The state prosecution will announce on Thursday whether or not it will indict Foreign Minister Avigdor Liberman on fraud, obstruction of justice and money laundering charges, the Justice Ministry said in a statement Wednesday evening.

The decision comes after years of investigations and speculations over the fate of Yisrael Beytenu’s chairman, and will resolve a major issue that has been overshadowing Israel’s political scene ahead of the January 22 elections.

Attorney General Yehuda Weinstein announced that he planned to indict Liberman, subject to a hearing, more than a year ago, and has since then held several hearings with his lawyers. In the beginning of November, the state told the High Court it would reach a final decision within a month.

The notification came in response to a court petition by the Movement for Quality Government in Israel demanding that the Attorney General and the State Attorney’s Office decide whether they will press charges before or after the elections.

Liberman has been accused of establishing several shell companies that laundered millions of dollars, much of which made its way into his pockets, for which he could face charges of fraud and money laundering. According to the case, between 1999 and 2006, while Liberman held public office, millions of shekels were transferred to him and his daughter by people in Israel and abroad.

Liberman is also accused of breach of trust for receiving classified Justice Ministry documents related to his investigation from former ambassador to Belarus, Ze’ev Ben Aryeh.

In recent weeks, reports have leaked that the prosecution plans to drop the main charges and settle for an indictment on the breach of trust case alone. According to a Channel 2 report on Wednesday night, the prosecution decided to drop the more substantial part of the case after a key witness intimated that she would withdraw her testimony and take the stand in favor of Liberman. Other potential witnesses have either died since the launch of the investigation or have refused to testify.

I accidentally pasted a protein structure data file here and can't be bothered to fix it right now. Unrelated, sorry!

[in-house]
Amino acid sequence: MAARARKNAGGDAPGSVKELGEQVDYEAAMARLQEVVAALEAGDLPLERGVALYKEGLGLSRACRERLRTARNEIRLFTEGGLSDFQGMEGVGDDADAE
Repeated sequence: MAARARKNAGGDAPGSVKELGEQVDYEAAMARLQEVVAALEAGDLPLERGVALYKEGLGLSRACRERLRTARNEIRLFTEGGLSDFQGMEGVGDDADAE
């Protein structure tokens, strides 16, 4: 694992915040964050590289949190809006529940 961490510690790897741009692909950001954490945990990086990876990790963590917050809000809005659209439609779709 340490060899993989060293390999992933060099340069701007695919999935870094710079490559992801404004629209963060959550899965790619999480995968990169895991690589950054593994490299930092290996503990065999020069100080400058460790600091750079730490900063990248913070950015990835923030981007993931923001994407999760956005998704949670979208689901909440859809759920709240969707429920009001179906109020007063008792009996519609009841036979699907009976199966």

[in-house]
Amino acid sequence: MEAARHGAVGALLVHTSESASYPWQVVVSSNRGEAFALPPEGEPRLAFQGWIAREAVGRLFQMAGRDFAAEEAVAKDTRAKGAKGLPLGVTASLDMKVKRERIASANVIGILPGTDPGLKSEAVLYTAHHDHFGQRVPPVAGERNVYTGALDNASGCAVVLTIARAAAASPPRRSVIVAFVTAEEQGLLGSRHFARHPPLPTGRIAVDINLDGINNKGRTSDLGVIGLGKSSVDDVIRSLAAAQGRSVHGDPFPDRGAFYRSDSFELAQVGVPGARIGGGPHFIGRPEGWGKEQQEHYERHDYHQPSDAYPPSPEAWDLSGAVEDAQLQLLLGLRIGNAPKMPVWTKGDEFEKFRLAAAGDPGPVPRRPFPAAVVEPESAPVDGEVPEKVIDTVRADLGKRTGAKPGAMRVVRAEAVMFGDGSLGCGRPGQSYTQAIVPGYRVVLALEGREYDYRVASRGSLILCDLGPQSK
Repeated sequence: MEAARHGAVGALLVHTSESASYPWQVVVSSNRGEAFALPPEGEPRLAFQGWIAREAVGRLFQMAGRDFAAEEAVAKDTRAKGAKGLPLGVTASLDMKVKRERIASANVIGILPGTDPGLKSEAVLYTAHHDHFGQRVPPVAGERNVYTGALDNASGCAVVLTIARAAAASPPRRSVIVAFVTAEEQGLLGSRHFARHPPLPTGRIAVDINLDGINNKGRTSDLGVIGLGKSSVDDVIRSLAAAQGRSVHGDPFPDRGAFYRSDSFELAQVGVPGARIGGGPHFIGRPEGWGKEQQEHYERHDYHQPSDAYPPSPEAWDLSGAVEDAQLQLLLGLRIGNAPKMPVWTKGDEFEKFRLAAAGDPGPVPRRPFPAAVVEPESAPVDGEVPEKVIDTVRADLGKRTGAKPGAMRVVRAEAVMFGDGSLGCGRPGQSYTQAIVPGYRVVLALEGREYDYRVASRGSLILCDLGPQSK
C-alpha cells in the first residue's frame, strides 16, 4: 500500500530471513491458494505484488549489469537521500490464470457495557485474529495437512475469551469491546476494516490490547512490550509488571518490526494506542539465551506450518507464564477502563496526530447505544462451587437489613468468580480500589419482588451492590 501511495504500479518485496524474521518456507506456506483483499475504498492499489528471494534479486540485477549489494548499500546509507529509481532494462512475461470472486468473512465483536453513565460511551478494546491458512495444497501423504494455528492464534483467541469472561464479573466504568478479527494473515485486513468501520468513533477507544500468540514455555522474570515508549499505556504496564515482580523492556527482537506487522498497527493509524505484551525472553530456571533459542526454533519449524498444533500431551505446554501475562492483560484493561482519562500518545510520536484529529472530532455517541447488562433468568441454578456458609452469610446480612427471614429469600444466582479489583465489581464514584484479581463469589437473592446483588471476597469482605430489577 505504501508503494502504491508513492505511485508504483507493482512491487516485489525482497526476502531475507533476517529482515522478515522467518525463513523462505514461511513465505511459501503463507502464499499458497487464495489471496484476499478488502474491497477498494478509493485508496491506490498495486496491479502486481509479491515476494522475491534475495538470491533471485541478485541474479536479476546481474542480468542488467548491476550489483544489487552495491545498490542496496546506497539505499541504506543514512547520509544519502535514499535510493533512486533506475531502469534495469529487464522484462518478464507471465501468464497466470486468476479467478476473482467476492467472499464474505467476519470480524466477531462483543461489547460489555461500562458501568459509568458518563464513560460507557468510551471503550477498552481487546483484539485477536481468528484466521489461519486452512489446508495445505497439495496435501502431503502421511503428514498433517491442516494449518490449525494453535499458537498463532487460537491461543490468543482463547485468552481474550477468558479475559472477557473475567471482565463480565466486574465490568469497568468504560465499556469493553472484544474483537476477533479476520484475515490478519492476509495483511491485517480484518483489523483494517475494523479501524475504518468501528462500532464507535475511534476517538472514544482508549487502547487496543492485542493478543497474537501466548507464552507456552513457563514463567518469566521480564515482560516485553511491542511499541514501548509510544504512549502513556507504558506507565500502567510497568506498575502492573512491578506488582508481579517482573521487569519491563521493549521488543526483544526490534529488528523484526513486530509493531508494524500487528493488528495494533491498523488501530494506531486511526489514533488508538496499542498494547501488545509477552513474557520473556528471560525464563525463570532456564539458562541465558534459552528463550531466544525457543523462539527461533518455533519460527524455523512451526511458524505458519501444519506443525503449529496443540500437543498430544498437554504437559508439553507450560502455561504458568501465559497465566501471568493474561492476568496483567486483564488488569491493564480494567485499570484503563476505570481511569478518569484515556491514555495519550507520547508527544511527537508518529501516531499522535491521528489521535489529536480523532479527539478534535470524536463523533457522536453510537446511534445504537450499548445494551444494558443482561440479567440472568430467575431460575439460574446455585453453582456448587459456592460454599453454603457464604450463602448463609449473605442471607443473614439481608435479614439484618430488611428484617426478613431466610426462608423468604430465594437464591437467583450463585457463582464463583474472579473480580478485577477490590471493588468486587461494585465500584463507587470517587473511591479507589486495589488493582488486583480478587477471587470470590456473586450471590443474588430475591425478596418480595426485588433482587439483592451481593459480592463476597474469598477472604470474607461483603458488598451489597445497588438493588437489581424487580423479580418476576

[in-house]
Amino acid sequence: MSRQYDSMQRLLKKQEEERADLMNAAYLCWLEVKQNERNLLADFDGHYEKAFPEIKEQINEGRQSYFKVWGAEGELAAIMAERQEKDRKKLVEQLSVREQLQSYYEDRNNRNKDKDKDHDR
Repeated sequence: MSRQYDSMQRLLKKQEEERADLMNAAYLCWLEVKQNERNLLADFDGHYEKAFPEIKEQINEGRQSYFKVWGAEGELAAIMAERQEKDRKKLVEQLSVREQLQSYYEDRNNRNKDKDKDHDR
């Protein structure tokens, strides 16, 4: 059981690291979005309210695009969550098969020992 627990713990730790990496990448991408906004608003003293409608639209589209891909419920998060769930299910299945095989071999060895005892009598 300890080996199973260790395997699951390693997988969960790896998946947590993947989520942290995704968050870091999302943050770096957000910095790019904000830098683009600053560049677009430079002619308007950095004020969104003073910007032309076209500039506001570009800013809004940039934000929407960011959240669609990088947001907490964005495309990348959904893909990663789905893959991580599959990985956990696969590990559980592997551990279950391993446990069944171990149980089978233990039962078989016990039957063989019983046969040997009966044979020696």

Still, Channel 2 claimed Liberman would be indicted on a more minor charge relating to Ben Aryeh, and that he would have to resign as foreign minister. Other media reports late Wednesday said much the same, but it was stressed that they were speculative and there was no official confirmation.

Police began investigating Liberman in 2006 and in 2008 recommended an indictment following a review of evidence that dated back more than a decade.

Two weeks ago, State Attorney Moshe Lador addressed the delay in Liberman’s case, saying “in corruption cases it is often difficult to obtain evidence and gather witnesses.” He said in retrospect that it was unacceptable for proceedings to have taken so long.

Liberman denies the allegations, claiming they constitute a political witch-hunt, and points to the extended period of the investigation as proof that there is no real evidence against him. He has repeatedly said that he would resign from the Knesset if indicted.